The life span of a piece of timber relies on many elements:
- Timber species and its natural durability
- Whether the timber is being used internally or externally
- Where it is being used, suspended, in ground contact, in contact with soil
We stock a range of treated timber to help extend the life of the wood. We explain below just how we do this, what types of preservatives are applied and which types are available to you.
The durability of many commercial softwood timber species can be improved with the application of a wood preservative applied by an industrial process. The process involves a kilning process to dry the timber before it is loaded into a high pressure treatment plant (autoclave) where the preservative is forced into the timber cells under vacuum pressure.
Treatment processes and preservative chemicals
The chemicals used in wood preservatives comply with current EU regulations. They contain specifically targeted biocides that are designed to present a minimum hazard to the wider environment. There are two main types of pre-treatment processes, both carried out by timber suppliers, merchants or joinery companies, in enclosed and strictly controlled industrial vessels.
Vacuum, high-pressure treatment
Suitable for the full range of end uses, but particularly for external applications, both in and out of ground contact. The preservative is forced deep into the cellular structure of the timber, which generally has a green tint. Additives can give either a rich brown colour, usually for fencing and landscaping timbers, or extra water repellency for decorative external timbers, such as decking and cladding timbers.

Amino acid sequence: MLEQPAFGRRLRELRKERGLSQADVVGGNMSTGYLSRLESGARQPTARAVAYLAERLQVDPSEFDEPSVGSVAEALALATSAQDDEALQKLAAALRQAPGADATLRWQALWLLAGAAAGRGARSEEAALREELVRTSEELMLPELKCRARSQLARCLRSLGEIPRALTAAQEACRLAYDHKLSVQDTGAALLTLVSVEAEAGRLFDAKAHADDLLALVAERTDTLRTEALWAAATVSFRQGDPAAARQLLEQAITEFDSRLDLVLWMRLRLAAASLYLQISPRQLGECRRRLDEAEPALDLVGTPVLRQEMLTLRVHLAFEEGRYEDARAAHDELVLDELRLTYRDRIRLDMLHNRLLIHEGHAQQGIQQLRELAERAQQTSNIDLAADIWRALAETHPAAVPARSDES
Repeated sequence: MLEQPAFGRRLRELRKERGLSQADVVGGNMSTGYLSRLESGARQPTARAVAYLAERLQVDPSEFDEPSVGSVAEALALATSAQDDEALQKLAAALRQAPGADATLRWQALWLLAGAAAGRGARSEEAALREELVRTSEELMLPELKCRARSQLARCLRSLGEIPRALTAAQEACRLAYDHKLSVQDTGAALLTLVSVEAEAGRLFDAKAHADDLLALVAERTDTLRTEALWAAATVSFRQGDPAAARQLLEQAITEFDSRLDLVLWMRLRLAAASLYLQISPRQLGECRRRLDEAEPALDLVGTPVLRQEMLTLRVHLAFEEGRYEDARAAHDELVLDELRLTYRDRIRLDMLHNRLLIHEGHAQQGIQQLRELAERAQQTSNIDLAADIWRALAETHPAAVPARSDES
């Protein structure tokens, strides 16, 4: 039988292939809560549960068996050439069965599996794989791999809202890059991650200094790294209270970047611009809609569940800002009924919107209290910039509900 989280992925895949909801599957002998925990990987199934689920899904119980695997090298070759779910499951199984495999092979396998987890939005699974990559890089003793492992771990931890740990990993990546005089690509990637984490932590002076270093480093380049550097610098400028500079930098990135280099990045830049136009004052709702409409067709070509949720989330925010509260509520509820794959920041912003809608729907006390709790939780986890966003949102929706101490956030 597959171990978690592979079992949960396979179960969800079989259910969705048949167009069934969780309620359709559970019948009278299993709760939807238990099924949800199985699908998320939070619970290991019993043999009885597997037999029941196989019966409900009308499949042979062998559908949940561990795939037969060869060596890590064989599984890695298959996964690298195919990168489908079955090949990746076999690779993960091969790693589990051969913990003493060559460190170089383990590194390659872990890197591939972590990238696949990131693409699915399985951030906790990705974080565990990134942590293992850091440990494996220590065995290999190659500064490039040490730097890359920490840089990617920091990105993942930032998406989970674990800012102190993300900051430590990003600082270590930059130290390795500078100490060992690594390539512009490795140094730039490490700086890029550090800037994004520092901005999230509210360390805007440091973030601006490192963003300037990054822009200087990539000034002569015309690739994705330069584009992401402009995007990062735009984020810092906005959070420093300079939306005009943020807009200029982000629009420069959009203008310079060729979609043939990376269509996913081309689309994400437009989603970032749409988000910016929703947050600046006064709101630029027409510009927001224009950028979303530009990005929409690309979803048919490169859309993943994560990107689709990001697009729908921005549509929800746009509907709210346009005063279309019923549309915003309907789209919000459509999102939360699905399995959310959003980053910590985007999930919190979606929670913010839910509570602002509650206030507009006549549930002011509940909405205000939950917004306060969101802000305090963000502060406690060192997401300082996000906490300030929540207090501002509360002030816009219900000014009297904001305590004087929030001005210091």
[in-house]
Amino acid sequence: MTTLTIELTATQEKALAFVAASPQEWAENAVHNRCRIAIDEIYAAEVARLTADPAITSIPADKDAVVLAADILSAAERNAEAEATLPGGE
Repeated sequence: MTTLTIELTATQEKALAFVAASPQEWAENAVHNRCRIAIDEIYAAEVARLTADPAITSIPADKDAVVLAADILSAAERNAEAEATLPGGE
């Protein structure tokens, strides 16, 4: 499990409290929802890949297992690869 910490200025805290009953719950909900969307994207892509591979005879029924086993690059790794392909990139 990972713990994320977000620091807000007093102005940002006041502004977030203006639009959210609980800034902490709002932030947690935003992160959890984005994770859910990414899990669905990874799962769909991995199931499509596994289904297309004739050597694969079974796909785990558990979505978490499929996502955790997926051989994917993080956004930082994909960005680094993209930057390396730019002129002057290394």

Double vacuum, low-pressure treatment
Used for building and joinery timbers in Use Classes 1, 2 and 3c. Treatment provides an effective ‘envelope’ protection around the timber and leaves the colour virtually unchanged. A colour indicator, as well as water-repellency, can be added to the treatment if required.
At Jewson, we are passionate about preserving the environment and are serious about contributing to a carbon neutral world. Trees absorb CO₂ as they grow, providing a carbon-sink effect, making them a great carbon neutral material. We work hard to ensure we harvest the most sustainable wood possible while simultaneously providing great quality.
Chain of custody ensures that certified wood is fully accounted for down the supply chain. It documents where timber has come from and that it has come from a legal, reliable source.
Timber will be harvested from a certified forest, transported by a certified harvester and haulier, delivered to the certified sawmill, then delivered to certified merchant and eventually lands in the hands of the customer – all in an unbroken chain of custody.
Jewson holds certificates for both the two main schemes for chain of custody - FSC ® C014608 (Forest Stewardship Council ®) and PEFC (Programme for the Endorsement of Forest Certification), although there are other certificates available.